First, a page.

Tips

Tip of the Week

One cause of confusion in older adults can be a urinary tract infection (UTI). Do not just assume dementia or Alzheimer’s Disease is setting in, get tested.

Previous Weekly Tips
  • Does your consumer want to download a book to play on a smartphone or braille device? Check out BARD (Braille and Audio Reading Download) from the National Library Service at https://nlsbard.loc.gov/login/NLS.
  • Would you like to learn about older blind services in other states? Visit our OIB-TAC forum to interact and learn.
  • Devices such as the Amazon ECHO or Google Home can provide a variety of accessible voice activated services for persons with vision loss, including multiple alarms and timers, reading books and news, playing music and telling a joke of the day!
  • Have you checked out the free online courses offered through the OIB-TAC?
  • Approximately half the people with diabetes don’t know they have it. Untreated, it can lead to devastating results. An annual physical with a fasting blood test can let you know!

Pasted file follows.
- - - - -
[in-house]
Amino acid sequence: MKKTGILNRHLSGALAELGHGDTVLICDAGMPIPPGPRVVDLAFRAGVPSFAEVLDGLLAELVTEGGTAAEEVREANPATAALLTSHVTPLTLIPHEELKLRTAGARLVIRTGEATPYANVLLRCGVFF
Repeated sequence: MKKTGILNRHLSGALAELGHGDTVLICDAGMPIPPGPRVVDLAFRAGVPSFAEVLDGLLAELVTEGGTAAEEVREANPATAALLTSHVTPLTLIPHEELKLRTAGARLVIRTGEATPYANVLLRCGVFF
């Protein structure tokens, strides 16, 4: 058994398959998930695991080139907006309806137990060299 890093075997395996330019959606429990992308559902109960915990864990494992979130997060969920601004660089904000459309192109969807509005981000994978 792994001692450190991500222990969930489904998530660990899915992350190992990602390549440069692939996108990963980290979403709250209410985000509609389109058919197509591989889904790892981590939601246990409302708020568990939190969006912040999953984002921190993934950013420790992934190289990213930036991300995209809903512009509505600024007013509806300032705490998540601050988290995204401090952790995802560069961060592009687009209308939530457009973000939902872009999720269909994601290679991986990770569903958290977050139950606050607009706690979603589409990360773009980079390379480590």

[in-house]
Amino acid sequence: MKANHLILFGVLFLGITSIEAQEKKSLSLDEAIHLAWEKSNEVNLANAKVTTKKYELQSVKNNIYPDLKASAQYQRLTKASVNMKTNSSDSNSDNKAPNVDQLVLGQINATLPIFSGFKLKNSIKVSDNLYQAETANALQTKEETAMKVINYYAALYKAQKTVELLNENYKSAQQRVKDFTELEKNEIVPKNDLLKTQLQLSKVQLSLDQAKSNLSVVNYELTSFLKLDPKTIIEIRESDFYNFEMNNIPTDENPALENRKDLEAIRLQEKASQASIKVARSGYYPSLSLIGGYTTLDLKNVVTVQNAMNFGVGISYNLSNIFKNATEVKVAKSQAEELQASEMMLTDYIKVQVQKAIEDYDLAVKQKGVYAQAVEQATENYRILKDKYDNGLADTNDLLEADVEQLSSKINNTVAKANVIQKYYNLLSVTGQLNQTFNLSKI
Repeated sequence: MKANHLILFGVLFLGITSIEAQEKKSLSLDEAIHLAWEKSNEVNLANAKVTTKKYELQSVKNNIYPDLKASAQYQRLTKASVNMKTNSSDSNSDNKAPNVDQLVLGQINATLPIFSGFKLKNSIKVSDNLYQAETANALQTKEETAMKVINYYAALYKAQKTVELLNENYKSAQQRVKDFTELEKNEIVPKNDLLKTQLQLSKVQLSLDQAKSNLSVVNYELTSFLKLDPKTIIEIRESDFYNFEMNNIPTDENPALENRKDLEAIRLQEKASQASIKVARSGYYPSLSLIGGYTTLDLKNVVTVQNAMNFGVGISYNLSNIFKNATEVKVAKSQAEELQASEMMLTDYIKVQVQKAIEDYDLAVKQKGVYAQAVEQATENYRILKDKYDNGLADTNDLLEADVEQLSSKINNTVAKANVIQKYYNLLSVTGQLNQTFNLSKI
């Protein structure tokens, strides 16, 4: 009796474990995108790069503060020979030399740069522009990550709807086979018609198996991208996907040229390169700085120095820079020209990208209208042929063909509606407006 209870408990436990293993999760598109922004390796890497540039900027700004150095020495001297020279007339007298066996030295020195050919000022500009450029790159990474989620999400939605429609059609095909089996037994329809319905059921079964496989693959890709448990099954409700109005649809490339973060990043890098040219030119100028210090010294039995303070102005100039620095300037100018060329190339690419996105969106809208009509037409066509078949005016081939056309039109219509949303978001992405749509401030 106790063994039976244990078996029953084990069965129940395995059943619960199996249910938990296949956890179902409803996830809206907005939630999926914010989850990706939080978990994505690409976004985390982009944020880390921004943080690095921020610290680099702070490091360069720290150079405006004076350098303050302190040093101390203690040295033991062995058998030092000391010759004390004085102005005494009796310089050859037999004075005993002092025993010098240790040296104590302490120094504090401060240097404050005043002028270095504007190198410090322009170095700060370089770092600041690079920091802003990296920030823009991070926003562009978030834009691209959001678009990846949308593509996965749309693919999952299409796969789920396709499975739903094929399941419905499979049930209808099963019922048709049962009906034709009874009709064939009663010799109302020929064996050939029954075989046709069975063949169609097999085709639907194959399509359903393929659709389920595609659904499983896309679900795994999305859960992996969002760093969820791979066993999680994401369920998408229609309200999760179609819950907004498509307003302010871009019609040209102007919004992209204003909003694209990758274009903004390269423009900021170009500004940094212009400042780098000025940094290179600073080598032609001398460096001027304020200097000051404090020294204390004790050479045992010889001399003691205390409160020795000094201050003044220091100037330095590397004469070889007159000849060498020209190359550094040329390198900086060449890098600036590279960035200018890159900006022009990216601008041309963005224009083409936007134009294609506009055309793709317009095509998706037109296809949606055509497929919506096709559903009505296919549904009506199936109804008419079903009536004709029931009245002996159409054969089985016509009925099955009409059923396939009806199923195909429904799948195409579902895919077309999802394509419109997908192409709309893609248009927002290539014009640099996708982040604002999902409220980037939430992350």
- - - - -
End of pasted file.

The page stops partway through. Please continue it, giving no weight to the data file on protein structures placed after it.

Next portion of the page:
• Some ophthalmologists recommend cataract surgery as soon as the individual starts having difficulty with everyday tasks. No need to wait until it is “ripe!”
  • Falls are the leading cause of brain injury and hip fractures in persons over 65. Each state has a fall prevention program with exercises to help improve balance. Here is one resource: https://www.ncoa.org/healthy-aging/falls-prevention/.
  • Hallucinations that accompany vision loss are referred to as Charles Bonnet Syndrome. Typically they last 12-18 months and are not a sign of dementia or mental health issues.
  • If you miss reading your local newspaper try Newsline or your state Radio Reading Service. Contact information is available from your state OIB Program. 
  • Keep confusing the body wash, shampoo and conditioner? Put a rubber band around the shampoo and two around the conditioner. Leave the body wash unmarked.
  • Community outreach can help link OIB services and other aging services, providing a more comprehensive experience for your consumer.
  • The Confident Living online course from Helen Keller National Center can help you learn about working with adults facing both vision and hearing loss.
  • Do you have a question that you wish you could ask someone who understands your OIB challenges? Post a question to the OIB-TAC forum.
  • Place rubber bands around cordless phones or remote controls to highlight a line(s) of buttons
  • Have consumers who can’t find religious materials in an accessible format? Check out our list of accessible religious materials on our Resources page.

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